A still further illustrative embodiment of the present invention is shown in FIG. 8 wherein the photosensitive tape 1 and the predetermined pattern 8 to be projected are driven by the same motor. This illustrative embodiment is useful when single or double sided exposure of the tape is needed. The photosensitive tape 1 and the predetermined pattern 8 are mounted on the same cylindrical transparent drum 81. The drum is rotated at a constant speed by means of a motor 82 having its shaft 83 coupled by means of two end plates 84 and 85 to the cylindrical drum 81. A source of light 12, similar to the one described in connection with the other embodiments, generates radiations that are directed inside the cylindrical drum 81 by means of lenses 86 and 87. A mirror 88 is positioned within the drum 81 for directing the radiations from lens 87 onto the pattern 8. In order to project an image of the pattern onto the photosensitive tape 1, an optical system comprising a plane mirror 89, a 1:1 lens 90 and a roof mirror 91 is optically coupled between the pattern 8 and the photosensitive tape 1. Since both tape 1 and pattern 8 are driven by the same motor 82, there is no need for phase-locked loops of the type described above. Furthermore, by using a cylindrical drum 81 having in its longitudinal direction a first cylindrical surface of diameter D1 and the second cylindrical surface of diameter D2 for respectively carrying the pattern 8 and the tape 1, magnifications given by: ##EQU2## are implemented. As described in connection with the other embodiments, the pattern 8 may be formed according to the above-described methods.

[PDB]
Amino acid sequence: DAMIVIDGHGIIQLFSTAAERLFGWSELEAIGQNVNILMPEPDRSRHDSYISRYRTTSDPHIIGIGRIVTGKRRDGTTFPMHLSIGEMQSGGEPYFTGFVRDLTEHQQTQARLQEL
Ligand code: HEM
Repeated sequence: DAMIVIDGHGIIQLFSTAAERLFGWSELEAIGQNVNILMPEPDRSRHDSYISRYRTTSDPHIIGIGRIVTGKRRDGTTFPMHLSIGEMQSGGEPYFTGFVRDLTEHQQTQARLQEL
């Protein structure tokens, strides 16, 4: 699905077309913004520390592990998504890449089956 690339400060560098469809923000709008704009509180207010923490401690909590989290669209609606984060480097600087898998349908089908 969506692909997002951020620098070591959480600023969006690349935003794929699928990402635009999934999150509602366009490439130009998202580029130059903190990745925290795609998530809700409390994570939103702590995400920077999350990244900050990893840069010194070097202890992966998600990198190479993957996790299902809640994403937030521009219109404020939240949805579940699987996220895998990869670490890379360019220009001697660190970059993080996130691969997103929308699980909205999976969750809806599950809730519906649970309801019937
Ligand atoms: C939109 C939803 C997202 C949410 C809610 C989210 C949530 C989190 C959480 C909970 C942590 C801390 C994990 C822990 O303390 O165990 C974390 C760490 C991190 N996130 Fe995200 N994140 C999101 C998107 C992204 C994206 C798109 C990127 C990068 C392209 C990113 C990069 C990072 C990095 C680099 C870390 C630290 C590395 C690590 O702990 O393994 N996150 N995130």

In all of the above illustrative embodiments of the present invention, the photosensitive tape 1 may be a photoresist coated copper tape or a photoresist coated continuous metal-composite tape. Use of either negative photoresists or positive photoresists is within the spirit and scope of the invention. After patterning the photosensitive copper tape by using any of the above-described method and apparatus, the copper is etched where exposed (if positive resist is used) leaving a set of thin copper leads suitable for "gang" or simultaneous bonding to a chip.

It is to be understood that the embodiments described herein are merely illustrative of the method and apparatus according to the present invention. Various modifications may be made thereto by persons skilled in the art without departing from the spirit and scope of the invention.

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Classifications
U.S. Classification355/19, 355/110, 355/26, 355/49, 355/77, 355/66
International ClassificationG03B27/32, G03B27/46, H01L21/60
Cooperative ClassificationG03B27/46
European ClassificationG03B27/46